Thursday, May 24, 2012

'Medieval Play': Yuck, Blecch, Gross.

The nice young woman I was chatting with the other day during intermission at the Signature Theatre’s Irene Diamond Stage, where we were watching Kenneth Lonergan’s Medieval Play, called the work a “vomit draft.”

That colorful description, which is sometimes applied to rough, rough drafts of works-in-progress, is apt on a couple of levels. 

There is the obvious one, an expression of the not-ready-for-public-display nature of the work.  But it is also an appropriate description for the too-numerous-to-count references to every manner of the expulsion of effluvia the human body is capable of producing. 

It is hard to know what this accomplished playwright, who has won and been nominated for numerous awards (This Is Our Youth may be his best-known play), had in mind when he came up with this most unusual work.

Imagine, if you can, what the frat boys characters on display in the rock musical Bloody Bloody Andrew Jackson would come up with if they were commissioned to write a play based on a dense, dry history textbook; let’s call it Medieval France and the Western Schism of the Catholic Church:  1376-1378.

That should give you some idea of what is in store for you if you decide to see Medieval Play—a truly baffling mix of history, politics, sex, religion, and table manners.

Before the play begins, we hear the sounds of battle.  The curtain parts, and we encounter two armor-clad knights resting on some rocks.  After a silence, one of them speaks:  “It’s certainly grim here in Medieval France.” 

And so begins the picaresque tale of two benighted knights, Sir Ralph (Josh Hamilton) and Sir Alfred (Tate Donovan), mercenaries eking out a living by fighting in the Hundred Years War.  Hey, it’s a job! (“I wonder how long it will last,” one of them wonders aloud.).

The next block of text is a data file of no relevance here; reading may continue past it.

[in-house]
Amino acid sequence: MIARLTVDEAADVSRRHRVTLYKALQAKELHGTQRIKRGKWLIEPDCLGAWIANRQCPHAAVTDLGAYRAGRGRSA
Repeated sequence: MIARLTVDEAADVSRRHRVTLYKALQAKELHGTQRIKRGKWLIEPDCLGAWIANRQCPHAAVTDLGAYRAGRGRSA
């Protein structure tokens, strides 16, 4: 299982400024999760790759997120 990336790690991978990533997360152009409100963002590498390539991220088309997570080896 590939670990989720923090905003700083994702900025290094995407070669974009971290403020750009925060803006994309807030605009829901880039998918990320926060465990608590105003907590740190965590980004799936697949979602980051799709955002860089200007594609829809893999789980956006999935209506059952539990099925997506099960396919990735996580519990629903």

The dialog from beginning to end combines weighty exposition with low humor that continues to descend unrelentingly, slipping past Monty Python’s Spamalot and a lot of very bad Saturday Night Live sketches, before landing and staying squarely in the gutter. 

Ostensibly, the plot is about Sir Ralph’s desire to abjure raping and pillaging and to lead a better, purer, more chivalrous life, one that will lead him to God.  Fat chance.  At least not in the human muck and mire that pass for life in Medieval Europe. 

Amidst all of the unsavory goings-on (raping and pillaging are the least of it), there is one bit that could conceivably be viewed as a clever satire.  That is a banquet scene, in which the hostess (Halley Feiffer) reads aloud from a new book of etiquette, touching on appropriate manners regarding the discarding of bones, spitting at the table, what to do with one’s snot, and other bits of pleasantry.  This is potentially funny stuff, depending on one’s tolerance for gross-out humor, presumably based on an actual document from the time period.  

And if you do stick around for the second act (at the performance I saw, many in the audience chose not to return after intermission), you will find some tighter writing, and, surprisingly, you may even learn something you didn’t know about the historic battle over the papacy.

I’ll not discredit the actors, many of whom play several roles, from harlots to popes.  Messrs. Hamilton and Donavan, and Ms. Feiffer are joined by stalwart and brave colleagues:  C. J. Wilson, Kevin Geer, John Pankow, Anthony Arkin, and Heather Burns. 

I believe it is Mr. Lonergan, who serves as both playwright and as the playwright’s most indulgent director, who needs some time-out. 

Perhaps with a huge amount of editing, there is enough here to sustain a sharper, shorter play, but for now, “vomit draft” is the operant description. 

Feel free to tell your friends about this blog, and to share your own theater stories by posting a comment.  And if you can't get enough of ProfMiller, check out his column, ProfMiller@The Theater, at

No comments:

Post a Comment